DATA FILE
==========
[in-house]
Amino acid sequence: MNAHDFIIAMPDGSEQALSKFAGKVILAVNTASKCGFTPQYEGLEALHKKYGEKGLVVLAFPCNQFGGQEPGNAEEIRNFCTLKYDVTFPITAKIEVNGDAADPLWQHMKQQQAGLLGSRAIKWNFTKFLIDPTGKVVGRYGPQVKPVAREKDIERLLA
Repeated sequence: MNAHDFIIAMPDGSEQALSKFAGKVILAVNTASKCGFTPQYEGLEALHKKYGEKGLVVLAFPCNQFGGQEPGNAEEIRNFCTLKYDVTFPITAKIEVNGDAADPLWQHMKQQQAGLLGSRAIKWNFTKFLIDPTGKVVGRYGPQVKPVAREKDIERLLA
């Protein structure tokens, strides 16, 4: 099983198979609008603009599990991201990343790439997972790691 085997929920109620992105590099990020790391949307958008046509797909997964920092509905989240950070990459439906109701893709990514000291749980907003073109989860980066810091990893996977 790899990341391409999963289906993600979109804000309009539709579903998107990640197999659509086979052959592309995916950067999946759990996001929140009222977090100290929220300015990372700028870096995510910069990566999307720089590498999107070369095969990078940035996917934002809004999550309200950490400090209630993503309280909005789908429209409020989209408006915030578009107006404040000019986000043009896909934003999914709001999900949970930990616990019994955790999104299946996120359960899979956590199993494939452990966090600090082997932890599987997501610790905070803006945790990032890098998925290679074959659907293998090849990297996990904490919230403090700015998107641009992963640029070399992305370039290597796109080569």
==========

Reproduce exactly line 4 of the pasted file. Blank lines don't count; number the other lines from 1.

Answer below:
């Protein structure tokens, strides 16, 4: 099983198979609008603009599990991201990343790439997972790691 085997929920109620992105590099990020790391949307958008046509797909997964920092509905989240950070990459439906109701893709990514000291749980907003073109989860980066810091990893996977 790899990341391409999963289906993600979109804000309009539709579903998107990640197999659509086979052959592309995916950067999946759990996001929140009222977090100290929220300015990372700028870096995510910069990566999307720089590498999107070369095969990078940035996917934002809004999550309200950490400090209630993503309280909005789908429209409020989209408006915030578009107006404040000019986000043009896909934003999914709001999900949970930990616990019994955790999104299946996120359960899979956590199993494939452990966090600090082997932890599987997501610790905070803006945790990032890098998925290679074959659907293998090849990297996990904490919230403090700015998107641009992963640029070399992305370039290597796109080569």